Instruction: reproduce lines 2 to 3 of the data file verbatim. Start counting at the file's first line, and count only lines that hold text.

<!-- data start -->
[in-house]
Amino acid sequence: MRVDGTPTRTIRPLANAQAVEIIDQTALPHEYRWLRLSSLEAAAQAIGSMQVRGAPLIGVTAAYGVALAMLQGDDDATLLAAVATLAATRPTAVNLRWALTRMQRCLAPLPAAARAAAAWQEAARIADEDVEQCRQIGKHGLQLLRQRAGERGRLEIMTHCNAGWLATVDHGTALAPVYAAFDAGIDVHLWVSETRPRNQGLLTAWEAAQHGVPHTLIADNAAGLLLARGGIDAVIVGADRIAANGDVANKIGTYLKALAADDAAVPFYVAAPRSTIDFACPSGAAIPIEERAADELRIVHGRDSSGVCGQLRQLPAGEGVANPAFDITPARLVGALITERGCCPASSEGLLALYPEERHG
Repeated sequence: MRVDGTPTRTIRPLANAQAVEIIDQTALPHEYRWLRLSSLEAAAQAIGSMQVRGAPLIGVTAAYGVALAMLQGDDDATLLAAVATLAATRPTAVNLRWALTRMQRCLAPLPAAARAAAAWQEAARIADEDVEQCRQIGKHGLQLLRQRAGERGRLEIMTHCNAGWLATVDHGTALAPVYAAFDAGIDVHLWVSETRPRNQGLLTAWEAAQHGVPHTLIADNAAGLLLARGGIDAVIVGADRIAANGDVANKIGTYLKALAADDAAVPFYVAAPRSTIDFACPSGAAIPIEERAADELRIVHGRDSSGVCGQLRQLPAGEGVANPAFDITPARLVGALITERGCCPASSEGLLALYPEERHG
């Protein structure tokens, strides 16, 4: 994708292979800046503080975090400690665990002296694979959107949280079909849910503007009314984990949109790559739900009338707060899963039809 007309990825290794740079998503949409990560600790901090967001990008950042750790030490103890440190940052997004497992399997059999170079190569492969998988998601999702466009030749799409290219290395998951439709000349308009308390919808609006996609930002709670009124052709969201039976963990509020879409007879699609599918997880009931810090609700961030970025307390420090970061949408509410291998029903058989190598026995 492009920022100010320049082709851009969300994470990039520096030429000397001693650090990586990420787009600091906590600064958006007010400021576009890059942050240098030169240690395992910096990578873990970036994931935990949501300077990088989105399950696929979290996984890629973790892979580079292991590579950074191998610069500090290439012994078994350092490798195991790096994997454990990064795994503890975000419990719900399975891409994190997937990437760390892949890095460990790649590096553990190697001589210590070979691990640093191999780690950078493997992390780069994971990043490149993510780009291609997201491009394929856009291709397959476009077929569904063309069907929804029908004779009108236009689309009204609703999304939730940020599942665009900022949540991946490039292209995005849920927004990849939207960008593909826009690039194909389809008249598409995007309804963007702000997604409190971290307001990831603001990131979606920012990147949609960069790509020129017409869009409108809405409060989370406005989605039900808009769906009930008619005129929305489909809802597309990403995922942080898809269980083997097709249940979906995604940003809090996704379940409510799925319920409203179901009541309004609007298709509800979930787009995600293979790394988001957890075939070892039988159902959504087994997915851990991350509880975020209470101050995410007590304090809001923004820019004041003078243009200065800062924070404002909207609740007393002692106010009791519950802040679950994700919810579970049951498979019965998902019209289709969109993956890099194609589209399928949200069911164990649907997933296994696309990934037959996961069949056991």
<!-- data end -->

Amino acid sequence: MRVDGTPTRTIRPLANAQAVEIIDQTALPHEYRWLRLSSLEAAAQAIGSMQVRGAPLIGVTAAYGVALAMLQGDDDATLLAAVATLAATRPTAVNLRWALTRMQRCLAPLPAAARAAAAWQEAARIADEDVEQCRQIGKHGLQLLRQRAGERGRLEIMTHCNAGWLATVDHGTALAPVYAAFDAGIDVHLWVSETRPRNQGLLTAWEAAQHGVPHTLIADNAAGLLLARGGIDAVIVGADRIAANGDVANKIGTYLKALAADDAAVPFYVAAPRSTIDFACPSGAAIPIEERAADELRIVHGRDSSGVCGQLRQLPAGEGVANPAFDITPARLVGALITERGCCPASSEGLLALYPEERHG
Repeated sequence: MRVDGTPTRTIRPLANAQAVEIIDQTALPHEYRWLRLSSLEAAAQAIGSMQVRGAPLIGVTAAYGVALAMLQGDDDATLLAAVATLAATRPTAVNLRWALTRMQRCLAPLPAAARAAAAWQEAARIADEDVEQCRQIGKHGLQLLRQRAGERGRLEIMTHCNAGWLATVDHGTALAPVYAAFDAGIDVHLWVSETRPRNQGLLTAWEAAQHGVPHTLIADNAAGLLLARGGIDAVIVGADRIAANGDVANKIGTYLKALAADDAAVPFYVAAPRSTIDFACPSGAAIPIEERAADELRIVHGRDSSGVCGQLRQLPAGEGVANPAFDITPARLVGALITERGCCPASSEGLLALYPEERHG